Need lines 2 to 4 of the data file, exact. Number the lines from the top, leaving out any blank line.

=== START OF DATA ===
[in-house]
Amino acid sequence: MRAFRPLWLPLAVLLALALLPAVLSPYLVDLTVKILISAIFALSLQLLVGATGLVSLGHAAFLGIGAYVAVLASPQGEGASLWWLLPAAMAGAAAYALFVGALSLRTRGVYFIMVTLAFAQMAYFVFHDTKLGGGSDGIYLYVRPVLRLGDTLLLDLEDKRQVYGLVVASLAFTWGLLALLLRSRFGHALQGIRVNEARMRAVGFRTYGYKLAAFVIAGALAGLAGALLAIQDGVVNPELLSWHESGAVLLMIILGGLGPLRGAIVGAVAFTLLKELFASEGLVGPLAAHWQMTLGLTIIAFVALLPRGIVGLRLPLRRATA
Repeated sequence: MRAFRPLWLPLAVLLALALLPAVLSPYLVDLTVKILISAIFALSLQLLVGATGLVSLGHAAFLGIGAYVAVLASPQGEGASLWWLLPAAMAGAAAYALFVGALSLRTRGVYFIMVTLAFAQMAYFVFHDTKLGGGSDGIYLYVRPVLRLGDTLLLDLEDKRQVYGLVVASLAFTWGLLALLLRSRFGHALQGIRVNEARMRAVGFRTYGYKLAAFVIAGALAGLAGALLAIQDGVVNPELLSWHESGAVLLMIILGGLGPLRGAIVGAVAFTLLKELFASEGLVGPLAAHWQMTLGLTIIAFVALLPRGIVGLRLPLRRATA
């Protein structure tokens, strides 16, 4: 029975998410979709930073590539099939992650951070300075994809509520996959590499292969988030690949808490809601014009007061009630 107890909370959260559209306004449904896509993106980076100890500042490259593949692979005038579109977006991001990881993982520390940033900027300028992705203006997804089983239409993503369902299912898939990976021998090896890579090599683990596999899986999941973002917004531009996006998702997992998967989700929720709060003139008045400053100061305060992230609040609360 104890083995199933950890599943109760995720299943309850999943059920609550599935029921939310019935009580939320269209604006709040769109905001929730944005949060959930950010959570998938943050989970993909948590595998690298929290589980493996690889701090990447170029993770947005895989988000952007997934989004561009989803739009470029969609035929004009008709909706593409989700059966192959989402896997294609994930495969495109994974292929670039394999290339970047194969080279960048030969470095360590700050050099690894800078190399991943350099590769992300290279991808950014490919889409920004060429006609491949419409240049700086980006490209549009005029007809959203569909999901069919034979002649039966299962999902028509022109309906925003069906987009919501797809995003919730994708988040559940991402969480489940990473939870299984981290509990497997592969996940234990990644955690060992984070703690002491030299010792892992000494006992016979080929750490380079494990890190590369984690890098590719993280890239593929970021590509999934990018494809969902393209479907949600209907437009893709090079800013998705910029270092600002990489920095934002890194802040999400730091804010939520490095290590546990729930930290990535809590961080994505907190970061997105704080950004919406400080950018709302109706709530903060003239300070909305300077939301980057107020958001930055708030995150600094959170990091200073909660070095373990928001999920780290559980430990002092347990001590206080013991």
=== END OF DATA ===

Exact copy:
Amino acid sequence: MRAFRPLWLPLAVLLALALLPAVLSPYLVDLTVKILISAIFALSLQLLVGATGLVSLGHAAFLGIGAYVAVLASPQGEGASLWWLLPAAMAGAAAYALFVGALSLRTRGVYFIMVTLAFAQMAYFVFHDTKLGGGSDGIYLYVRPVLRLGDTLLLDLEDKRQVYGLVVASLAFTWGLLALLLRSRFGHALQGIRVNEARMRAVGFRTYGYKLAAFVIAGALAGLAGALLAIQDGVVNPELLSWHESGAVLLMIILGGLGPLRGAIVGAVAFTLLKELFASEGLVGPLAAHWQMTLGLTIIAFVALLPRGIVGLRLPLRRATA
Repeated sequence: MRAFRPLWLPLAVLLALALLPAVLSPYLVDLTVKILISAIFALSLQLLVGATGLVSLGHAAFLGIGAYVAVLASPQGEGASLWWLLPAAMAGAAAYALFVGALSLRTRGVYFIMVTLAFAQMAYFVFHDTKLGGGSDGIYLYVRPVLRLGDTLLLDLEDKRQVYGLVVASLAFTWGLLALLLRSRFGHALQGIRVNEARMRAVGFRTYGYKLAAFVIAGALAGLAGALLAIQDGVVNPELLSWHESGAVLLMIILGGLGPLRGAIVGAVAFTLLKELFASEGLVGPLAAHWQMTLGLTIIAFVALLPRGIVGLRLPLRRATA
């Protein structure tokens, strides 16, 4: 029975998410979709930073590539099939992650951070300075994809509520996959590499292969988030690949808490809601014009007061009630 107890909370959260559209306004449904896509993106980076100890500042490259593949692979005038579109977006991001990881993982520390940033900027300028992705203006997804089983239409993503369902299912898939990976021998090896890579090599683990596999899986999941973002917004531009996006998702997992998967989700929720709060003139008045400053100061305060992230609040609360 104890083995199933950890599943109760995720299943309850999943059920609550599935029921939310019935009580939320269209604006709040769109905001929730944005949060959930950010959570998938943050989970993909948590595998690298929290589980493996690889701090990447170029993770947005895989988000952007997934989004561009989803739009470029969609035929004009008709909706593409989700059966192959989402896997294609994930495969495109994974292929670039394999290339970047194969080279960048030969470095360590700050050099690894800078190399991943350099590769992300290279991808950014490919889409920004060429006609491949419409240049700086980006490209549009005029007809959203569909999901069919034979002649039966299962999902028509022109309906925003069906987009919501797809995003919730994708988040559940991402969480489940990473939870299984981290509990497997592969996940234990990644955690060992984070703690002491030299010792892992000494006992016979080929750490380079494990890190590369984690890098590719993280890239593929970021590509999934990018494809969902393209479907949600209907437009893709090079800013998705910029270092600002990489920095934002890194802040999400730091804010939520490095290590546990729930930290990535809590961080994505907190970061997105704080950004919406400080950018709302109706709530903060003239300070909305300077939301980057107020958001930055708030995150600094959170990091200073909660070095373990928001999920780290559980430990002092347990001590206080013991």